UCI Track Cycling World Championships: Five lessons to be learned
New nations rising up, Team GB missing a gear, and Team USA posting a solid run — those are some of the takeaways from a telling week of racing at the track worlds.
In what’s considered a dress rehearsal for the upcoming Olympics in Tokyo, there were some new faces challenging the established hierarchy during the 2020 Track Cycling World Championships that concluded Sunday.
U.S. women leading revival
Five podiums and third on the medal chart was a solid harvest for USA Cycling on the boards in Berlin.
The women’s team led the way, with Jennifer Valente winning two silvers in endurance races in the scratch and points races, and gold in the team pursuit. Valente, who raced an ambitious schedule of five events across the week, also shared gold with Chloe Dygert, Emma White and Lily Williams in the team pursuit. Dygert added another gold with her world-record-setting individual pursuit while Ashton Lambie brought home silver in the men’s individual pursuit.
The solid week confirms the investment USA Cycling has made in track cycling, and bodes well for Tokyo, where the women’s team will be carrying nearly all of the expectations. The men also secured places in Tokyo in the Madison and omnium, so there was a lot of buzz coming out of Berlin over the weekend.
“This team has come a long way in the past two years,” said USA track head coach Gary Sutton. “We still have a lot of work before Tokyo. We leave here knowing what we have to do.”
USA Cycling leaves Berlin satisfied, yet hungry for more. The women’s team is intent on beating longtime nemesis Great Britain in Tokyo. There is still a question mark of what the final rotation will be for the pursuit lineup, but with Dygert and Valente as the team anchors, the team has very good chances for gold in August.
It’s unfortunate that the IP is no longer an Olympic discipline since 2008, otherwise Dygert and Lambie would both be top medal contenders in Tokyo.
Valente will carry her ambitious schedule in Tokyo, racing the team pursuit, the omnium — she was fifth in Berlin and missed out on another likely medal after getting boxed out in the elimination race — and the Madison. Valente and new partner, Megan Jastrab, crashed in Berlin after another rider got in the middle of one of their exchanges. Despite this, the duo remain optimistic for Tokyo.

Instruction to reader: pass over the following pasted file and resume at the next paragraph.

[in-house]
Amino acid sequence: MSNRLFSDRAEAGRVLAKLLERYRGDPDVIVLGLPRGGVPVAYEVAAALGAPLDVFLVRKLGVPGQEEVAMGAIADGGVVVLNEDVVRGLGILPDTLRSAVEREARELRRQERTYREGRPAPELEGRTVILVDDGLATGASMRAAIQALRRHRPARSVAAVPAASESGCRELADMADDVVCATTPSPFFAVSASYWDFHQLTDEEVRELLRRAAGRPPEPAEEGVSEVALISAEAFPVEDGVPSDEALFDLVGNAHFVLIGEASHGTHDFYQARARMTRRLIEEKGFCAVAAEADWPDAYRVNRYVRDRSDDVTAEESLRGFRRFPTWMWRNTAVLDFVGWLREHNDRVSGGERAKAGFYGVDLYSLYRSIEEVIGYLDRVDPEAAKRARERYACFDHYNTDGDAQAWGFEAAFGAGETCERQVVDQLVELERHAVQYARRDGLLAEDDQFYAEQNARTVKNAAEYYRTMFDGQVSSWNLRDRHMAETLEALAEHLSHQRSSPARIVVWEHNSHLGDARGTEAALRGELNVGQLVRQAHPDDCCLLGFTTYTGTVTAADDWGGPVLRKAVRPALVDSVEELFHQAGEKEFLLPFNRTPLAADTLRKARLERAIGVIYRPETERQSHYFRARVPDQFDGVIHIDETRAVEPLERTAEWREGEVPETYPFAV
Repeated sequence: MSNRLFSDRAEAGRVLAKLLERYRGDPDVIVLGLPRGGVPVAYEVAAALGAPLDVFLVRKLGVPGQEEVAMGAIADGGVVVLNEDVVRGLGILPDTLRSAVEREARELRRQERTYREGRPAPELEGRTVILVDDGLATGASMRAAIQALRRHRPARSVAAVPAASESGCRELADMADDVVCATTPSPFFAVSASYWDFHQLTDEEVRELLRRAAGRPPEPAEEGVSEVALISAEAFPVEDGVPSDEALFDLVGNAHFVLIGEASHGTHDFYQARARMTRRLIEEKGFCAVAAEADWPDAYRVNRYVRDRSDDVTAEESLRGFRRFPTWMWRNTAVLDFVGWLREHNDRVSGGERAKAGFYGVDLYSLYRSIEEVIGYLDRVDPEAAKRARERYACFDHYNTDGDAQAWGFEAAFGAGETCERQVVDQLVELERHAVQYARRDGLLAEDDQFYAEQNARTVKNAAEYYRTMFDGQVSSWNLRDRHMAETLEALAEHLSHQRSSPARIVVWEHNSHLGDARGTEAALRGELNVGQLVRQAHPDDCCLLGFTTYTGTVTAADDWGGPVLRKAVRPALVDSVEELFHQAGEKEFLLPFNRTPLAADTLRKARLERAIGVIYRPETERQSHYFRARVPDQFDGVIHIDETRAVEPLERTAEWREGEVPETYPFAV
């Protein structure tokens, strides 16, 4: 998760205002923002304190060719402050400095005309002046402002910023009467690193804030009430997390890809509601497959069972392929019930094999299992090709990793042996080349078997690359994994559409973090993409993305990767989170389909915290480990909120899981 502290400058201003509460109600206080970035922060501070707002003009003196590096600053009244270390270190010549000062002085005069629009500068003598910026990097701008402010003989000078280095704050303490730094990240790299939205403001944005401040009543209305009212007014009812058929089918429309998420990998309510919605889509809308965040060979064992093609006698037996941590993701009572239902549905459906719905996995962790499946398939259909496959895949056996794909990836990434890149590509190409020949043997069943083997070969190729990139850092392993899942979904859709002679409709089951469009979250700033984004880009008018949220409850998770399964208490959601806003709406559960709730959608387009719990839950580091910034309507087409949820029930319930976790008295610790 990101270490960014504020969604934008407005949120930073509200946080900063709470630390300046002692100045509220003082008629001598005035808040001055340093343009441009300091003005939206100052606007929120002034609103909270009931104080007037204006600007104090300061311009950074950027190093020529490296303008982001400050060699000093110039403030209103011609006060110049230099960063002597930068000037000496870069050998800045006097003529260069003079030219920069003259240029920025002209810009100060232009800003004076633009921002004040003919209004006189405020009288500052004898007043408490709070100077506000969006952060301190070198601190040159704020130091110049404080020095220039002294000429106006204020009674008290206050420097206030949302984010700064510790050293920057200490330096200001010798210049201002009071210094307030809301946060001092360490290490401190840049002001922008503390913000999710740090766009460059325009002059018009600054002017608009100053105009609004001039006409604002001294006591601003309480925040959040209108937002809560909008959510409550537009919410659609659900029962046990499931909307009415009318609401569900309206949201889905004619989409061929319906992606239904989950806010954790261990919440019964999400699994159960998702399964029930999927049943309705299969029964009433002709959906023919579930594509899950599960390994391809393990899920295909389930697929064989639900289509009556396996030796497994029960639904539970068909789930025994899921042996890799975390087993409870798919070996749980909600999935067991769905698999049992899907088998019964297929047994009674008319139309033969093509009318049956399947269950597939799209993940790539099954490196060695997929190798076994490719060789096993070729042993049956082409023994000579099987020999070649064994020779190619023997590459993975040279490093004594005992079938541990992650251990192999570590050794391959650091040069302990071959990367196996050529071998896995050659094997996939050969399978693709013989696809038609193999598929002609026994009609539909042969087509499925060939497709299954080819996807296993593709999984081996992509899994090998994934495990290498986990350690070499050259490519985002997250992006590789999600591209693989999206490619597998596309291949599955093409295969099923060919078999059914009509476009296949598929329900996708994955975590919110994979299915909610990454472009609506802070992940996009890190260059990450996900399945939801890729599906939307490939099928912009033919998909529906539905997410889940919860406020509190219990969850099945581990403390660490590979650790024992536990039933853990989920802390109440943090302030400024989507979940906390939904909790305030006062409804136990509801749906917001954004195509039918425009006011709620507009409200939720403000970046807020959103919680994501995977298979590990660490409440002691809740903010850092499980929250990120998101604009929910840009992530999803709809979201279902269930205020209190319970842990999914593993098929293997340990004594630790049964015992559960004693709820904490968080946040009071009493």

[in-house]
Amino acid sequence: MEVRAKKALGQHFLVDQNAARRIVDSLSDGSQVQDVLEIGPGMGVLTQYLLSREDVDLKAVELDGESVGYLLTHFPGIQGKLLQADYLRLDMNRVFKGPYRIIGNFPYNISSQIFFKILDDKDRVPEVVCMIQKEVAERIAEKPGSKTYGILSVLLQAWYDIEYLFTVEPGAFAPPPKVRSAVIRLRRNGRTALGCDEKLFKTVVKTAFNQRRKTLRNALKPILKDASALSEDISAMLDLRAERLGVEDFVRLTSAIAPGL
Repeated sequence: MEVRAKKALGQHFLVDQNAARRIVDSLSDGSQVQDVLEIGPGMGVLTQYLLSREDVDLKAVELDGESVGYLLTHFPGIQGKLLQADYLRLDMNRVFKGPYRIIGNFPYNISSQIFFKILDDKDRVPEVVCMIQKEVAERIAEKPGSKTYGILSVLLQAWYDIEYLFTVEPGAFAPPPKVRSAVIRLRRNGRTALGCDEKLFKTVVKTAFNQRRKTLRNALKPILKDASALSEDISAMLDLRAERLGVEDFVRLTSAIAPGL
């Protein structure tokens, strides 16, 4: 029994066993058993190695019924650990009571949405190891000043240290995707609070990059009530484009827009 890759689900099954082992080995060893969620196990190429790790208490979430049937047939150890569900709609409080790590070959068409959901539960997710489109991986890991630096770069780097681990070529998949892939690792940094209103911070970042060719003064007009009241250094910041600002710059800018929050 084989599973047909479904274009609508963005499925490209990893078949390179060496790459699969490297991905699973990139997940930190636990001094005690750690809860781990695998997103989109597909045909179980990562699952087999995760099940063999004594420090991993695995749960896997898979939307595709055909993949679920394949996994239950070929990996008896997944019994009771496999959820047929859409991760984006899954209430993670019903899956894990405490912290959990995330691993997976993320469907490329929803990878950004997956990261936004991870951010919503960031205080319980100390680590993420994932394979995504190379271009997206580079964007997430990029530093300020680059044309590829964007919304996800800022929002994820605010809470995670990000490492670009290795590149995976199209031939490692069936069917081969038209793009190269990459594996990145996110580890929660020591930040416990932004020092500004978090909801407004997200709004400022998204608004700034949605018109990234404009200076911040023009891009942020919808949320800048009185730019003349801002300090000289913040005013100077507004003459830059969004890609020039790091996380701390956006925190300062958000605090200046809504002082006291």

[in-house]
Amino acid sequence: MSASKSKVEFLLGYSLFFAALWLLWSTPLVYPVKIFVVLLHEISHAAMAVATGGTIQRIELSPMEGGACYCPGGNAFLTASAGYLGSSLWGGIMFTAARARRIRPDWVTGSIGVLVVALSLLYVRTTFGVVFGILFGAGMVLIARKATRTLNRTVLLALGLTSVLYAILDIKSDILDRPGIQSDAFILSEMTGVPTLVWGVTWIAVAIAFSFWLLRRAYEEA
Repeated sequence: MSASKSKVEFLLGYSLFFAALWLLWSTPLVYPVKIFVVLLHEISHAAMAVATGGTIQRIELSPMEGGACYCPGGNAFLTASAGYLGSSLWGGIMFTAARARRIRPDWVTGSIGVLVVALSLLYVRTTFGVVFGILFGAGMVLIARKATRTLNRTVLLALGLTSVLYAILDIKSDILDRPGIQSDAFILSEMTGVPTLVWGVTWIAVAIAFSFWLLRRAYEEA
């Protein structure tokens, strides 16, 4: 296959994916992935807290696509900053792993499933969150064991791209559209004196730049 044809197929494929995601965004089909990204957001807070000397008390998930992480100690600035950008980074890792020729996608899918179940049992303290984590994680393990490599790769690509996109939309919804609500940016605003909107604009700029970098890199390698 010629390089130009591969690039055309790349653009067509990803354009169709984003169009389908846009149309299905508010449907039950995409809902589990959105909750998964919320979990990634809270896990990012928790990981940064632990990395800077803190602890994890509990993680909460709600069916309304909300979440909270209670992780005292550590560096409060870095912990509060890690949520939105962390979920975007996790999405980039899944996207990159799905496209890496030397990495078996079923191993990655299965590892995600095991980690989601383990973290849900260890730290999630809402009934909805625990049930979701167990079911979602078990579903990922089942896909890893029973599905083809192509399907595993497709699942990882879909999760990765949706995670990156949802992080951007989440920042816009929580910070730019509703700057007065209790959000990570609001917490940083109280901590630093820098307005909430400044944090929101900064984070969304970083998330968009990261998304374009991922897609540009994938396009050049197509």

The men’s side, Galvin Hoover qualified for a spot in the omnium, and Daniel Holloway and Adrian Hegrvary will be racing in the Madison.
UK under pressure
The once-mighty Team GB seemed off-balance all week long. It left Berlin with only one gold medal.
The squad that’ owned the Olympic boards since 2008 limped out of Berlin wondering what lies in store for them in Tokyo. On the men’s side, Dutch looked unstoppable in the sprint events, and Denmark dominated the blue-ribbon event of the team pursuit. USA Cycling bested the women in the team pursuit, and the UK women struggled in the sprint events as well.
“It’s obvious other teams have really stepped up,” said Team GG legend Chris Hoy. “It’s not the end of an era yet, but the team has a lot of work to do before Tokyo. In previous Olympic years, they were sharper at this point of the game.”
Dygert could be breakout star in Tokyo
There was a huge buzz around Dygert all week long. She impressed both on and off the bike. She lit up the boards with gold medals in both the IP and TP, and dazzled journalists in the mix zone.
That’s just the type of combination that can elevate an athlete during an Olympic year.
“She’s impressive, no doubt about it,” Hoy said. “She is going to be a big factor in the women’s pursuit and the other teams know it. She only looks to be getting better. It’s exciting for American track cycling.”
And in Tokyo, there’s the prospect of double-gold, with Dygert slated to take on the tough challenge of racing the elite women’s road race and time trial, and then just four days later, line up in the women’s pursuit.
It’s rare to see an athlete cross disciplines in the same games, but Dygert is not flinching at the challenge.
“Some people say I should just focus on one event,” Dygert said. “But I think I can medal in both. We are working on a good training program and approach to the Games with my coaches, so I will be in top condition for both races.”
Denmark leads new powers
As traditional powerhouses Team GB and Australia left Berlin scratching their heads, it’s clear other nations are stepping up. A slew of teams look toward Tokyo with renewed ambitions.
In the Madison, Denmark reconfirmed, with Lasse Norman Hansen, who helped set the new world record in team pursuit, and veteran Michael Morkov, its high expectations for Tokyo.
“It’s no longer just the UK and Australia,” Hoy said. “You’ve got nations that have invested in one part of the track and it’s paying off. Holland is focusing on sprint, and they’re the team to beat. And what Denmark did in the team pursuit was incredible. Before if you hit 3:50, you’d be in with a chance. Now there are three or four teams running under 3:50. It’s going to be a big fight.”
New powers in sprints
Theo Bos was back on the track, racing in the men’s 1km to serve as a reminder of the Netherlands’ mighty past, but it was a new fleet of sprinters who look to be dominating the sprint events.
The Netherlands men’s team put Harrie Lavreysen and Jeffrey Hoogland into the sprint final, setting up a repeat of the 2019 final. Lavreysen defended his title as the Dutch carry momentum into Tokyo.
“I think all the countries are going to step up their game before the Olympics,” he said. “I hope that we do the same.”
On the women’s side, Emma Hinze won gold in keirin, sprint and team sprint, sweeping the sprint medals and sending a warning shot to everyone.